Daily Israel Report

Hareidi Elections Battle: To Vote or Not to Vote?

While in most of Israel parties compete for votes, in the hareidi world the battle is between pro- and anti-voting agendas.
By Maayana Miskin
First Publish: 1/20/2013, 2:55 PM

Hareidi man
Hareidi man
Flash 90

With the elections just two days away, competition between rival parties has been heating up across the political spectrum. In the hareidi world, however, the primary competition for voters’ hearts is not between parties, but rather, between voting for a hareidi party or not voting at all.

The anti-Zionist Satmar Chassidic sect is firmly in the 'no voting' camp. The group’s leader will be in Israel this week for a granddaughter’s wedding, and while in the country plans to speak out against participation in Israel’s elections.

He will speak at a rally organized by the Eida Hareidit, a major representative group in the Ashkenazi hareidi world that is known for its strong anti-Zionist views.

In recent days posters were put up around Jerusalem calling on the hareidi community not to vote. “The hareidi community is in its most difficult period yet,” the posters argued, “The government is trying to undermine the essence of hareidi Judaism.”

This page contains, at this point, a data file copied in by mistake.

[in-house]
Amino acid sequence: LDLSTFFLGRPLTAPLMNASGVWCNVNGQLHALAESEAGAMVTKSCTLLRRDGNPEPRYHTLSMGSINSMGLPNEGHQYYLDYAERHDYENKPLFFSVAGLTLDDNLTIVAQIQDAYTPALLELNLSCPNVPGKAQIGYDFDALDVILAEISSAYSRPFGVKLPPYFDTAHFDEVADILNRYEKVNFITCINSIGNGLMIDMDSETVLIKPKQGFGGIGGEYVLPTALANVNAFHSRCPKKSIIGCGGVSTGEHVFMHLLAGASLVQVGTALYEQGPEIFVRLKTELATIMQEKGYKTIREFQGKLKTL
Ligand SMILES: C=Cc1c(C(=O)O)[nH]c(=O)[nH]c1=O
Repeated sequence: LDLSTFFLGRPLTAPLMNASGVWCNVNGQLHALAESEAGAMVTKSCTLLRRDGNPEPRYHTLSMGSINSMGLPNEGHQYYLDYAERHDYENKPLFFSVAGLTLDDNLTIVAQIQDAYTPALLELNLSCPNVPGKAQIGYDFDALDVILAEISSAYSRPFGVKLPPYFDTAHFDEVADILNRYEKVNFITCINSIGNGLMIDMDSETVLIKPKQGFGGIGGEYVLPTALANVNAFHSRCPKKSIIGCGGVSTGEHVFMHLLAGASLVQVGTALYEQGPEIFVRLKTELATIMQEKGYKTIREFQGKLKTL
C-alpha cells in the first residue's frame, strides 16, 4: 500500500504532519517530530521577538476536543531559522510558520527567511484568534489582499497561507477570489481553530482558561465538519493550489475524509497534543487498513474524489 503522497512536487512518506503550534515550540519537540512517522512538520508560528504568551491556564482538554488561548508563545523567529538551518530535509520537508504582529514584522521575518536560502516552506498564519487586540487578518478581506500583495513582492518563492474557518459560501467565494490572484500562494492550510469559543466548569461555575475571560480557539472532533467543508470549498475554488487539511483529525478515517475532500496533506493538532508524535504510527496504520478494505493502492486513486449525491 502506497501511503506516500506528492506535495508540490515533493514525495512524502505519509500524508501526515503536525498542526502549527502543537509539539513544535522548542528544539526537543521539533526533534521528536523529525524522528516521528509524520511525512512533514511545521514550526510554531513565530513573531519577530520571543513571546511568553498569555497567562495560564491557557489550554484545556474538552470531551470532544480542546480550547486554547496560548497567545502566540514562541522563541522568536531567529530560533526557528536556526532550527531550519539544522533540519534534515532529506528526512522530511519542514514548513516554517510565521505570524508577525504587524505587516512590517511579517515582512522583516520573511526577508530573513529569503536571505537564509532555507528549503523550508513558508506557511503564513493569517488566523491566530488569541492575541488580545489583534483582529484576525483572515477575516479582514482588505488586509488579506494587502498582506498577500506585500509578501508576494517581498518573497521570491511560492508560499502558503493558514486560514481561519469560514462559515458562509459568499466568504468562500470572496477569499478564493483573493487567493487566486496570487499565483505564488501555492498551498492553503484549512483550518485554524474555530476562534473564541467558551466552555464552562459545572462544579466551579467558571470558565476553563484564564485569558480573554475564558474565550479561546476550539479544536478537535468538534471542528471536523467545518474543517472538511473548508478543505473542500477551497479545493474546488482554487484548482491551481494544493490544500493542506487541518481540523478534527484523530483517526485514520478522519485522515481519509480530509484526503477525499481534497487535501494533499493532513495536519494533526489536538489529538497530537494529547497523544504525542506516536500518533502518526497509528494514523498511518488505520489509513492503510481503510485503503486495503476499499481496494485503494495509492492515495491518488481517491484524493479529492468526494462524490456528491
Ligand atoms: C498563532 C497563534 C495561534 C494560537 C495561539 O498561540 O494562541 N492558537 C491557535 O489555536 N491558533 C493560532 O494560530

Hareidi representatives in Knesset are useless, they continued. “The time has come for the community to stand up for itself… and to cut itself off once and for all.”

In the other camp, Rabbi Gershon Edelstein of the Ponevezh Yeshiva has declared that those who choose not to vote “have no share in the World to Come.”

Rabbi Edelstein said that whoever does not vote is considered to have separated himself from the community, an action that commentator Rabbeinu Yona once declared causes a person to lose their share in the world to come.

The only thing preventing the government from enlisting yeshiva students to the IDF is hareidi-religious MKs, Rabbi Edelstein argued. “We must take action to bring as many hareidi representatives as possible [into Knesset] so they can act against the decree of enlistment,” he said.

One thing both the pro- and anti-voting camps agree on is their desire to prevent the government from requiring full-time yeshiva students to enlist in the IDF. The question of hareidi-religious IDF enlistment has been a major one in the campaign, following the cancellation several months ago of the Tal Law, which granted an automatic deferral to yeshiva students.

Several mainstream parties on both the left and right have called for hareidi-religious men to be required to serve, and to face sanctions if they do not.